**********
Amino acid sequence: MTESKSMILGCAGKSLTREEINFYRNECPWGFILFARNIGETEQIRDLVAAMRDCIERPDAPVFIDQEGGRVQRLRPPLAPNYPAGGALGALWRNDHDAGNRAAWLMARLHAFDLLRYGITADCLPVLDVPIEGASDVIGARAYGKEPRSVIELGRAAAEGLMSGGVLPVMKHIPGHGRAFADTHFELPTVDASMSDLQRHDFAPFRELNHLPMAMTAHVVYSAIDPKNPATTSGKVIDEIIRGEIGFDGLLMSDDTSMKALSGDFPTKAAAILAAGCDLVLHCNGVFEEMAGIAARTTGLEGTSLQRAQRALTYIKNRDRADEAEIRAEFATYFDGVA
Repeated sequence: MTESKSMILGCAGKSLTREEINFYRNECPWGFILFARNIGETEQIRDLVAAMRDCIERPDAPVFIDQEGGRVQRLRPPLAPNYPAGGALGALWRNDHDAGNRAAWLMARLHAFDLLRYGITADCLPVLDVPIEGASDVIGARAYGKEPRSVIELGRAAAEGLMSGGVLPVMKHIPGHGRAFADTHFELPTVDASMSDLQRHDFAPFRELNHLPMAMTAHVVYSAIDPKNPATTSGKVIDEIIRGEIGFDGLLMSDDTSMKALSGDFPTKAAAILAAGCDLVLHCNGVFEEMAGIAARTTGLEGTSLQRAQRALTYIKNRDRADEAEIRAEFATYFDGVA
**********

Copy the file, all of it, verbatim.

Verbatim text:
Amino acid sequence: MTESKSMILGCAGKSLTREEINFYRNECPWGFILFARNIGETEQIRDLVAAMRDCIERPDAPVFIDQEGGRVQRLRPPLAPNYPAGGALGALWRNDHDAGNRAAWLMARLHAFDLLRYGITADCLPVLDVPIEGASDVIGARAYGKEPRSVIELGRAAAEGLMSGGVLPVMKHIPGHGRAFADTHFELPTVDASMSDLQRHDFAPFRELNHLPMAMTAHVVYSAIDPKNPATTSGKVIDEIIRGEIGFDGLLMSDDTSMKALSGDFPTKAAAILAAGCDLVLHCNGVFEEMAGIAARTTGLEGTSLQRAQRALTYIKNRDRADEAEIRAEFATYFDGVA
Repeated sequence: MTESKSMILGCAGKSLTREEINFYRNECPWGFILFARNIGETEQIRDLVAAMRDCIERPDAPVFIDQEGGRVQRLRPPLAPNYPAGGALGALWRNDHDAGNRAAWLMARLHAFDLLRYGITADCLPVLDVPIEGASDVIGARAYGKEPRSVIELGRAAAEGLMSGGVLPVMKHIPGHGRAFADTHFELPTVDASMSDLQRHDFAPFRELNHLPMAMTAHVVYSAIDPKNPATTSGKVIDEIIRGEIGFDGLLMSDDTSMKALSGDFPTKAAAILAAGCDLVLHCNGVFEEMAGIAARTTGLEGTSLQRAQRALTYIKNRDRADEAEIRAEFATYFDGVA